We diagnosis and treat keratoconus
Your cornea is the transparent, outer lens of your eye, and it typically has a smooth dome shape. Keratoconus describes a condition in which the corneal structure isn’t strong enough to maintain a healthy ball shape. As a result, the cornea bulges outward into more of a cone. Our professional optometric team at our eye care clinic is knowledgeable about how to diagnose and treat keratoconus.
Keratoconus is rare, with an estimated one person out of every 2,000 having the condition. It generally appears in the teenage years and can progress slowly or rapidly. Keratoconus also runs in families, so if you or your children are at risk, it’s advised to contact us for a thorough eye exam.
Causes of Keratoconus
Your cornea is held in place by very small collagen fibers. When they are weakened and too fragile, they aren’t able to preserve the round shape of your cornea. A reduction in the protective antioxidants of your cornea, which act to destroy damaging by-products made naturally by corneal cells, is what causes keratoconus.
In addition to genetics, some types of eye injuries may increase your chance of being diagnosed with keratoconus. Specific ocular diseases, such as:
- Retinitis pigmentosa
- Vernal keratoconjunctivitis
- Retinopathy of prematurity
- Systemic conditions (Down syndrome, Ehlers-Danlos syndrome, Leber's congenital amaurosis and osteogenesis imperfecta) are also associated with this corneal abnormality.
Symptoms of Keratoconus
When the shape of your cornea begins to bulge, it alters your eyesight in two different ways. As the cone shape forms, your normally smooth corneal surface becomes wavy, called irregular astigmatism. Additionally, as your cornea expands, vision becomes increasingly nearsighted. Focusing becomes impossible without eyeglasses or contact lenses. Usually, the problems begin in one eye and develop later in the other eye too.
Altogether, these changes can create the following symptoms:Daily Disposables
- Blurred vision
- Streaking of lights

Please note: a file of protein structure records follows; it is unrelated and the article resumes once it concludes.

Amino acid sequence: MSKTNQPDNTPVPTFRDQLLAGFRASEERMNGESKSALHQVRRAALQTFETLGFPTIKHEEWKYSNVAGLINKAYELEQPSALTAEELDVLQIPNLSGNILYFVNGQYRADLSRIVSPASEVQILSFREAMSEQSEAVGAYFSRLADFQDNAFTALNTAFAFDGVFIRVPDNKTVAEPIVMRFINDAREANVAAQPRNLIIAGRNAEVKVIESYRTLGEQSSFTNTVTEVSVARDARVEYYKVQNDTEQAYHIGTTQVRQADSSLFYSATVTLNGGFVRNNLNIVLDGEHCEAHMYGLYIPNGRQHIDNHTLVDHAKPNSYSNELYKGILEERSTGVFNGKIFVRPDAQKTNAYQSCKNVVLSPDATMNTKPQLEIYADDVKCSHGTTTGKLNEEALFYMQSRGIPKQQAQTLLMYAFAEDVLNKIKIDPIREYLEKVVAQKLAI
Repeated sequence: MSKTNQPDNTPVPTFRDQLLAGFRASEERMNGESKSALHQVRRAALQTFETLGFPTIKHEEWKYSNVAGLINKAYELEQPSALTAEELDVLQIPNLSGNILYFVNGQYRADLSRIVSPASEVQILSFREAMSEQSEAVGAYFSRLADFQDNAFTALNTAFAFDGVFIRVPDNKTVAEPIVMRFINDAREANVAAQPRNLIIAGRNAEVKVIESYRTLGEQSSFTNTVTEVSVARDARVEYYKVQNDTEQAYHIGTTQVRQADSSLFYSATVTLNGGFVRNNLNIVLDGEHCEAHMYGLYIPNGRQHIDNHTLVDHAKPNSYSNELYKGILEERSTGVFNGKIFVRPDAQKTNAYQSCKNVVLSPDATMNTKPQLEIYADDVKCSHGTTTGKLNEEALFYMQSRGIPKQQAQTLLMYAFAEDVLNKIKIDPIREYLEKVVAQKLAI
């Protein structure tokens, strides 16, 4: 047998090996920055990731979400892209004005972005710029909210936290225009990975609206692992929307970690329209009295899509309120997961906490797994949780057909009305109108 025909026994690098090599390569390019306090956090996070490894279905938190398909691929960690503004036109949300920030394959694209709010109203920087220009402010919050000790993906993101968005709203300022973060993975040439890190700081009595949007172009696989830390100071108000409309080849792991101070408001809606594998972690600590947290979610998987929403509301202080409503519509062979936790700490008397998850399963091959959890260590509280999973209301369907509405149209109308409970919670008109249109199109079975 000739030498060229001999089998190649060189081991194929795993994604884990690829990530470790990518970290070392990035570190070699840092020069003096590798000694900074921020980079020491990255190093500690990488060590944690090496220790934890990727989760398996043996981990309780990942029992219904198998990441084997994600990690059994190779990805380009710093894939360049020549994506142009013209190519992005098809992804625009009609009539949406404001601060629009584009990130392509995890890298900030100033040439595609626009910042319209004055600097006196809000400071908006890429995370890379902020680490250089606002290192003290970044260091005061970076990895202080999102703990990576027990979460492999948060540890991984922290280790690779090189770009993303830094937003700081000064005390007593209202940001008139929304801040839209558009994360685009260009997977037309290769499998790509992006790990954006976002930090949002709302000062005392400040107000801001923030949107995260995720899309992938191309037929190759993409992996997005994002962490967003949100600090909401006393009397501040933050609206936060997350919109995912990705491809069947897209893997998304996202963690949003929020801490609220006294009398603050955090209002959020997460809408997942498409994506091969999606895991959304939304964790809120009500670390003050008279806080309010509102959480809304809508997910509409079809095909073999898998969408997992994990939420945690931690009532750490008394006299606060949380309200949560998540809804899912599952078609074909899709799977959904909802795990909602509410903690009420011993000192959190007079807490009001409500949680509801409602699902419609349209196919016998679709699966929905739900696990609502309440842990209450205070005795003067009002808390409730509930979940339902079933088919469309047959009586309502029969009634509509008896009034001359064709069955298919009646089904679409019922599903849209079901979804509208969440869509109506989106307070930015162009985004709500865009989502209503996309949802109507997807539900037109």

- Halos around bright lights at night; glare
- Sudden change of vision in only one eye
- Objects appear distorted, both near and distant
- Double vision from just one eye
- Triple ghost images
How We Diagnose KeratoconusDaily Disposables
Our eye doctors will inspect carefully for the signs of keratoconus during your comprehensive eye exam. It’s critical to inform us of any symptoms that you’ve been experiencing. To diagnose the condition, we’ll measure the shape of your cornea. Computerized Corneal Topography is used for this procedure, which takes a picture of your cornea and analyzes it instantly.
Treatment for Keratoconus
The first line of treatment is usually a new prescription eyeglasses. If this solution doesn’t help you achieve good vision, then contact lenses will be tried. Some practices might prescribe the use of rigid, gas permeable lenses, yet, with Dr. Spiker, our practice prefers to use scleral lenses as the treatment of choice for Keratoconus.
Scleral Lenses in Marion & Cedar Bluff, VA
In general, standard contact lenses are constructed with a pretty universal shape that can fit the vast majority of eyes but will not suit keratoconus patients let alone mild astigmatisms. In addition, with the problems caused by keratoconus and unpredictability of cornea changes, contact lenses could even cause cornea scarring.
Therefore, at Envision Eye Care, our most successful treatment of keratoconus is through scleral contact lenses. Scleral lenses are large diameter gas permeable contact lenses that vault over the entire cornea. The added distance created by vaulting over the cornea enables for amazing clarity and comfort, plus, the added space enables for a fluid reservoir to suit patients with severe dry eye symptoms. In the event the cornea would start to change due to keratoconus, the scleral lens will not disturb the cornea in any fashion, which will ensure your cornea remains healthy, undamaged, and protected unlike the usage of other contact lenses.
Outcomes of Keratoconus Progression
Severe keratoconus may lead to extreme scarring, due to overstretched collagen fibers. If the back of your corneas tears, as a result, swelling may occur. It can take months for the swelling to go down, and a large scar is generally created. PTK, a specialized procedure, can smooth out this scar, thereby enhancing contact lens comfort.
Cornea collagen crosslinking is another therapy that has shown to be effective in slowing the progression of keratoconus. An alternate remedy is called intact, which are semicircular implants inserted under the surface of the cornea to flatten the bulging cone shape and give better vision.
As a last resort, a cornea transplant may be performed. During this procedure, the center of your cornea will be removed and replaced with a donor cornea. The new cornea is stitched into place, and you’ll need to wear contact lenses for adequate vision after the surgery.
Dangers of LASIK and Keratoconus
LASIK can potentially weaken the cornea of anyone who suffers from keratoconus, making it a dangerous procedure. If this happens, your vision will become substantially worse. Even if your keratoconus is mild, LASIK is not an option.